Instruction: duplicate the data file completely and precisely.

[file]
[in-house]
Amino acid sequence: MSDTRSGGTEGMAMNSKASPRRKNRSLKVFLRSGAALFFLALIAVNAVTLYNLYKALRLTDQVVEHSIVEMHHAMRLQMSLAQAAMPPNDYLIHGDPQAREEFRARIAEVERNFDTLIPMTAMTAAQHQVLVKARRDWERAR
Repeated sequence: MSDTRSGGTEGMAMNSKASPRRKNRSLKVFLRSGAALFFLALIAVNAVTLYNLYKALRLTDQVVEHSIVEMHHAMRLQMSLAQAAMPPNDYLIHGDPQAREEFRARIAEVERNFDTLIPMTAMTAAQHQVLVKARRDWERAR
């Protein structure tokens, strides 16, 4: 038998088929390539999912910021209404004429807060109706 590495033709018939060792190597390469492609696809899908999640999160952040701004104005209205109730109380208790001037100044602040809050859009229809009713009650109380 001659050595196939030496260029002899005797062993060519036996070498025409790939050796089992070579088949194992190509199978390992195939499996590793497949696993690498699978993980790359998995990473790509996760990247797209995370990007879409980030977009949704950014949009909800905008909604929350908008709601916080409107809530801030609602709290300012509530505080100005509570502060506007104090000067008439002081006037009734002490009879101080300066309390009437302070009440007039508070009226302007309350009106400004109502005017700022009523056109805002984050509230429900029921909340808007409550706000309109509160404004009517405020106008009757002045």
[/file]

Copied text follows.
[in-house]
Amino acid sequence: MSDTRSGGTEGMAMNSKASPRRKNRSLKVFLRSGAALFFLALIAVNAVTLYNLYKALRLTDQVVEHSIVEMHHAMRLQMSLAQAAMPPNDYLIHGDPQAREEFRARIAEVERNFDTLIPMTAMTAAQHQVLVKARRDWERAR
Repeated sequence: MSDTRSGGTEGMAMNSKASPRRKNRSLKVFLRSGAALFFLALIAVNAVTLYNLYKALRLTDQVVEHSIVEMHHAMRLQMSLAQAAMPPNDYLIHGDPQAREEFRARIAEVERNFDTLIPMTAMTAAQHQVLVKARRDWERAR
């Protein structure tokens, strides 16, 4: 038998088929390539999912910021209404004429807060109706 590495033709018939060792190597390469492609696809899908999640999160952040701004104005209205109730109380208790001037100044602040809050859009229809009713009650109380 001659050595196939030496260029002899005797062993060519036996070498025409790939050796089992070579088949194992190509199978390992195939499996590793497949696993690498699978993980790359998995990473790509996760990247797209995370990007879409980030977009949704950014949009909800905008909604929350908008709601916080409107809530801030609602709290300012509530505080100005509570502060506007104090000067008439002081006037009734002490009879101080300066309390009437302070009440007039508070009226302007309350009106400004109502005017700022009523056109805002984050509230429900029921909340808007409550706000309109509160404004009517405020106008009757002045």